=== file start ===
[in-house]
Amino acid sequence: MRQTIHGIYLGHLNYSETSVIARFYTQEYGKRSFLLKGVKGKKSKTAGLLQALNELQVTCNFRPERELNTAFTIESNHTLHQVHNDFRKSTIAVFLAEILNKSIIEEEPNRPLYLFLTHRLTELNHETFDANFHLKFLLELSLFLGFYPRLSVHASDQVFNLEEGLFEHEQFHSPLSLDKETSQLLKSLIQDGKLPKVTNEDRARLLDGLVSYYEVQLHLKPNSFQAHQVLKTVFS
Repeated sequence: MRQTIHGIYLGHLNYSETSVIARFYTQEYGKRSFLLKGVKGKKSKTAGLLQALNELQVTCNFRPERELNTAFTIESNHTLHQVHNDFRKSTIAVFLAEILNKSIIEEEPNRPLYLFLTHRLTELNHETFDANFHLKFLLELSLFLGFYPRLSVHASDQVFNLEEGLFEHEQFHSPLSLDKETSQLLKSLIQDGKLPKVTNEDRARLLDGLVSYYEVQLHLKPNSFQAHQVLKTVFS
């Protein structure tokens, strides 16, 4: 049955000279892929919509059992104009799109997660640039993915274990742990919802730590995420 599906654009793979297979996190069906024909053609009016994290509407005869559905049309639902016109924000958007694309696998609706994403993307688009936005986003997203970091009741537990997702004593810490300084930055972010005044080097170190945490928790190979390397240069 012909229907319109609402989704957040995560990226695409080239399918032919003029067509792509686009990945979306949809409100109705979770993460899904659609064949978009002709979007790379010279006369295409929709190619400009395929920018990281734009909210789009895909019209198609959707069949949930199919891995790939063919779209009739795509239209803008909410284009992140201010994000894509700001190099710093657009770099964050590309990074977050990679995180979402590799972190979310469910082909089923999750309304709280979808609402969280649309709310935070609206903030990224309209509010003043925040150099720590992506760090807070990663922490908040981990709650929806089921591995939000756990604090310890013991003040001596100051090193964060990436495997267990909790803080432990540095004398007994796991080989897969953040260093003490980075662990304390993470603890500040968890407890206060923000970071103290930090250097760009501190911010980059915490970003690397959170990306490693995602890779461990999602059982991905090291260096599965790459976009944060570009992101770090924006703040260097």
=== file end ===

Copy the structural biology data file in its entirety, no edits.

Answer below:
[in-house]
Amino acid sequence: MRQTIHGIYLGHLNYSETSVIARFYTQEYGKRSFLLKGVKGKKSKTAGLLQALNELQVTCNFRPERELNTAFTIESNHTLHQVHNDFRKSTIAVFLAEILNKSIIEEEPNRPLYLFLTHRLTELNHETFDANFHLKFLLELSLFLGFYPRLSVHASDQVFNLEEGLFEHEQFHSPLSLDKETSQLLKSLIQDGKLPKVTNEDRARLLDGLVSYYEVQLHLKPNSFQAHQVLKTVFS
Repeated sequence: MRQTIHGIYLGHLNYSETSVIARFYTQEYGKRSFLLKGVKGKKSKTAGLLQALNELQVTCNFRPERELNTAFTIESNHTLHQVHNDFRKSTIAVFLAEILNKSIIEEEPNRPLYLFLTHRLTELNHETFDANFHLKFLLELSLFLGFYPRLSVHASDQVFNLEEGLFEHEQFHSPLSLDKETSQLLKSLIQDGKLPKVTNEDRARLLDGLVSYYEVQLHLKPNSFQAHQVLKTVFS
């Protein structure tokens, strides 16, 4: 049955000279892929919509059992104009799109997660640039993915274990742990919802730590995420 599906654009793979297979996190069906024909053609009016994290509407005869559905049309639902016109924000958007694309696998609706994403993307688009936005986003997203970091009741537990997702004593810490300084930055972010005044080097170190945490928790190979390397240069 012909229907319109609402989704957040995560990226695409080239399918032919003029067509792509686009990945979306949809409100109705979770993460899904659609064949978009002709979007790379010279006369295409929709190619400009395929920018990281734009909210789009895909019209198609959707069949949930199919891995790939063919779209009739795509239209803008909410284009992140201010994000894509700001190099710093657009770099964050590309990074977050990679995180979402590799972190979310469910082909089923999750309304709280979808609402969280649309709310935070609206903030990224309209509010003043925040150099720590992506760090807070990663922490908040981990709650929806089921591995939000756990604090310890013991003040001596100051090193964060990436495997267990909790803080432990540095004398007994796991080989897969953040260093003490980075662990304390993470603890500040968890407890206060923000970071103290930090250097760009501190911010980059915490970003690397959170990306490693995602890779461990999602059982991905090291260096599965790459976009944060570009992101770090924006703040260097």